Loved ''The Descent''? Try ''Dog Soldiers'': Director Neil Marshall's last film went straight to video in the States but is as good as his new one, says Chris Nashawaty. Plus: other great werewolf flicks
Loved ”The Descent”? Try ”Dog Soldiers”
Lately, horror movies like Hostel, Saw, and The Hills Have Eyes seem more interested in sadism and gore than in actually being scary. Their whole M.O. is getting the audience to blow chunks rather than experience anything as artful as terror. That’s why The Descent is such a delicious late-summer surprise. It mixes the claustrophobia of Alien with the backwoods dread of Deliverence. And, as an added bonus, there’s a bunch of fit women in really tight spelunking gear.
In most of the reviews so far, The Descent‘s British writer-director, Neil Marshall, has been anointed as an out-of-nowhere rookie sensation. But that couldn’t be further from the truth. In fact, his last film — 2002’s Dog Soldiers — was amazing. Surprising, since it somehow fell through the cracks and went straight-to-video in the States.
Now, in most cases I’ll admit ”straight-to-video” is synonymous with caveat emptor. Unless you’re a fan of softcore erotic thrillers starring past-their-prime Playmates, the low-rent martial-arts mayhem of Don ”The Dragon” Wilson, or the creaky vehicles of lesser Baldwins, straight-to-video is a barren wasteland of crap. But Dog Soldiers is worth hunting down. Especially if you dig a good werewolf movie. And let’s be honest, who the hell doesn’t?
Soldiers starts off with a bang (literally… nudge, nudge) as a young Scottish couple on a romantic camping trip are disemboweled while getting freaky in their tent. Next, we’re introduced to a unit of laddish grunts on an exercise mission in the eerie Scottish highlands. Their leader tells an unsettling story around a campfire about a buddy of his who got blown to smithereens in Kuwait during the Gulf War. Then, just as his men are creeped out, the shredded carcass of a dead animal lands with a thud right next to them. They freak.
Next, the unit’s doing their rounds in the woods and they discover the guts-and-entrails remains of another unit. The only survivor is a shady commander who’s mumbling some terrified gibberish about how ”there was only supposed to be one!”
Cue the werewolves.
Soon, the ghost story-telling leader’s stomach is ripped open by a werewolf, and command is passed over to take-charge Pvt. Cooper (the excellent Kevin McKidd, from HBO’s Rome). Then, a local woman (Emma Cleasby) in a Land Rover shows up out of nowhere and takes the men to an abandoned farmhouse, where they board up the joint and wait for the lycanthrope siege. They don’t wait long.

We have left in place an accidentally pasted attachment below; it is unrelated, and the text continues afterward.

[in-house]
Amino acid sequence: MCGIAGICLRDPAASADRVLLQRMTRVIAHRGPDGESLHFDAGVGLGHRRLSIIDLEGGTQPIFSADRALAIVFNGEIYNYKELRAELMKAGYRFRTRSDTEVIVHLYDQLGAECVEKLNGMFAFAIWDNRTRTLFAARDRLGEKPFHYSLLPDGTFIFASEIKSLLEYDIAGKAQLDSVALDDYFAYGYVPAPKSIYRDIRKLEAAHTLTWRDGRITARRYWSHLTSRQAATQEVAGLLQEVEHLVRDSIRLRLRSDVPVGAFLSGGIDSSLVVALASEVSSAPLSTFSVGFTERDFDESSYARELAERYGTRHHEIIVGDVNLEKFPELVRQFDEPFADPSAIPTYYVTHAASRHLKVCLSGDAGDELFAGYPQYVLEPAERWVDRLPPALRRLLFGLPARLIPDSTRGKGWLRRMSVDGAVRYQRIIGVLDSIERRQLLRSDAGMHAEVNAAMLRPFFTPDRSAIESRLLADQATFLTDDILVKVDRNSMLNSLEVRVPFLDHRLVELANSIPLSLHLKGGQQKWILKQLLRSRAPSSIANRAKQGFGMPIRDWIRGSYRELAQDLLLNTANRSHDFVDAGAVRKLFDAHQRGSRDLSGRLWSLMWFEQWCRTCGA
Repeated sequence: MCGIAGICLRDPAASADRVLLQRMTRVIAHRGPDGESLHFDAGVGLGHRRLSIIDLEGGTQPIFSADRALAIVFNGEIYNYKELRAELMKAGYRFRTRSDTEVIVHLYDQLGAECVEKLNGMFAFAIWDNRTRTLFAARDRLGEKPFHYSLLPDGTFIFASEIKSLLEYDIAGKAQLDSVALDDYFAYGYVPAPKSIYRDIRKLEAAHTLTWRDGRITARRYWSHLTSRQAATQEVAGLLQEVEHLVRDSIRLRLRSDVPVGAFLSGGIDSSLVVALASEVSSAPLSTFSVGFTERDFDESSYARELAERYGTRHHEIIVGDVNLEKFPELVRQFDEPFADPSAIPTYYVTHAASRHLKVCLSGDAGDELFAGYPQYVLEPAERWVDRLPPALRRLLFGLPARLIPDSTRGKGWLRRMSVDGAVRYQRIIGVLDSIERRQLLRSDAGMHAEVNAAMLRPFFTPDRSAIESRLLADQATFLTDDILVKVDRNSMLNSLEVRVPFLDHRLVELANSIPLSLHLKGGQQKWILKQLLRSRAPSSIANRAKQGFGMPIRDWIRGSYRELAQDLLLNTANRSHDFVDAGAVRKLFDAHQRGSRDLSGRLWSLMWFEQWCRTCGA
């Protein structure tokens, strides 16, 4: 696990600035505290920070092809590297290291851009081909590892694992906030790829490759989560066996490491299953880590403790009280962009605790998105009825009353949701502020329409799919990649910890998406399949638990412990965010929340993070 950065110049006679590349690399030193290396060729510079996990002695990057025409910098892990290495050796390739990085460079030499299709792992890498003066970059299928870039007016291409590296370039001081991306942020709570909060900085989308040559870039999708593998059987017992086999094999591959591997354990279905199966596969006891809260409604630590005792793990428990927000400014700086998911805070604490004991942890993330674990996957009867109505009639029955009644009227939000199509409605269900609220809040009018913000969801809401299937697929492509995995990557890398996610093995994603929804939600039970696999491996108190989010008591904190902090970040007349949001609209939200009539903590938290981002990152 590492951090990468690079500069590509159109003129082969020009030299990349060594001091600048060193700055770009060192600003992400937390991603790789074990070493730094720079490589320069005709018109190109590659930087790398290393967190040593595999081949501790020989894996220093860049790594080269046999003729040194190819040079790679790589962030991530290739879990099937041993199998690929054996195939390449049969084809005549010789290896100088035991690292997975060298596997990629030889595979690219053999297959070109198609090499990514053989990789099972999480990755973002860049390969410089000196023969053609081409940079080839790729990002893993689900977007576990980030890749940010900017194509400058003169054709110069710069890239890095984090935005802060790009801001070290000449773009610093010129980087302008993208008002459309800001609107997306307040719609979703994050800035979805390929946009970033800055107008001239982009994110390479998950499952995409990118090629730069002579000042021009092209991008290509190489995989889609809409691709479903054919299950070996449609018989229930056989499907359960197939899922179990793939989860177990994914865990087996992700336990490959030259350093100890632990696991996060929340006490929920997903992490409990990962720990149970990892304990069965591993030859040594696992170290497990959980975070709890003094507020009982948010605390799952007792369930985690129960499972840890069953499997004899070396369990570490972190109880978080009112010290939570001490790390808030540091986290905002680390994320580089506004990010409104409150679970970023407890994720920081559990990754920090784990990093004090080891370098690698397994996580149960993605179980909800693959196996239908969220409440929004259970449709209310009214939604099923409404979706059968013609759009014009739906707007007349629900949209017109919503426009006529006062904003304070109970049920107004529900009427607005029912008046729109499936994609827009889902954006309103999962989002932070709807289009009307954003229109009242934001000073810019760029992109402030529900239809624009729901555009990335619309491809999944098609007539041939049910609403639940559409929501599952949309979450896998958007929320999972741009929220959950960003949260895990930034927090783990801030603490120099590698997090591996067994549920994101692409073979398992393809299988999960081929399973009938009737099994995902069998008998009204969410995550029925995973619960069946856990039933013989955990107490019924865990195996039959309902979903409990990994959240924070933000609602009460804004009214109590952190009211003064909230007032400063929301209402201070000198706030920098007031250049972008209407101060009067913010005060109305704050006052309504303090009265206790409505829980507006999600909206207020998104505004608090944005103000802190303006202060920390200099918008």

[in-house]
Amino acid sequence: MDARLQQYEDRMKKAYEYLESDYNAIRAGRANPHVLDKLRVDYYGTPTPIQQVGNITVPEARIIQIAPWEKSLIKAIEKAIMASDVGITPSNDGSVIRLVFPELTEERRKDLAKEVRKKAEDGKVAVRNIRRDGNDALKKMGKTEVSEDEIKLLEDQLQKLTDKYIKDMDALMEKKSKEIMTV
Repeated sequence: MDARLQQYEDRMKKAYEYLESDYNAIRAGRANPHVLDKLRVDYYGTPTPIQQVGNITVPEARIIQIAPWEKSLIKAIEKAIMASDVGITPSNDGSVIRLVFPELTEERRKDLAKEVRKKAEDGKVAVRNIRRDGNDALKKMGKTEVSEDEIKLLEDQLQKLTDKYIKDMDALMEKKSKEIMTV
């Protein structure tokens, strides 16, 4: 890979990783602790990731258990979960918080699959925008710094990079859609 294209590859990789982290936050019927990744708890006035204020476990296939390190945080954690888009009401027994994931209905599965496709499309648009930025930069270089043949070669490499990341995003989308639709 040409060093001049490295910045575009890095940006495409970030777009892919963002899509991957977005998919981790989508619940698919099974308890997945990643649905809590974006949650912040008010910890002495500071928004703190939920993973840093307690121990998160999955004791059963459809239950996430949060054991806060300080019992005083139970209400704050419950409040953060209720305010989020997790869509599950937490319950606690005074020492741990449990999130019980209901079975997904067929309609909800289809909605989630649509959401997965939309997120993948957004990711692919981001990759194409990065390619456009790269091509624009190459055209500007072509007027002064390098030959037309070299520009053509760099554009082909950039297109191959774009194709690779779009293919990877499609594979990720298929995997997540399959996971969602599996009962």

Here’s the thing: The first half of Soldiers, where you don’t really see the werewolves, just the carnage they inflict, works better than the second half, when you see them full-on. They’re kinda cheesy. Like Teen Wolf cheesy. But they more than make up for it with their will to kill. There’s also an element of utter freakiness to them, because they walk on their hind legs.
From then on, Soldiers pretty much turns into a classic siege film, like The Alamo or Assault on Precinct 13 or Night of the Living Dead. I’m not going to say who lives and who dies and who may or may not have been a werewolf all along. Let’s just leave it at this: Before sunrise, a lot of blood is spilled.
Which brings me to my Top 6 Werewolf Movies:
1. An American Werewolf in London (1981)
David Naughton’s transformation still looks cool. All hail Rick Baker!
2. The Howling (1981)
Good stuff from the director who brought you Gremlins, and the mom from E.T.
3. The Wolf Man (1942)
Granted, Lon Chaney Jr. looks like a palooka and he’s not much of an actor either, but this is a gem. And the grandfather of them all.
4. Silver Bullet (1985)
Corey Haim as a wheelchair-bound werewolf hunter! Added bonus: a wacko Gary Busey performance… as if there’s any other kind.
5. The Company of Wolves (1984)
In which werewolves get classy, thanks to director Neil Jordan and a kickass Angela Lansbury (you heard me).
6. Ginger Snaps (2000)
Two teenage girls discover the hard way about the connection between puberty and werewolfism.
Feel free to disagree.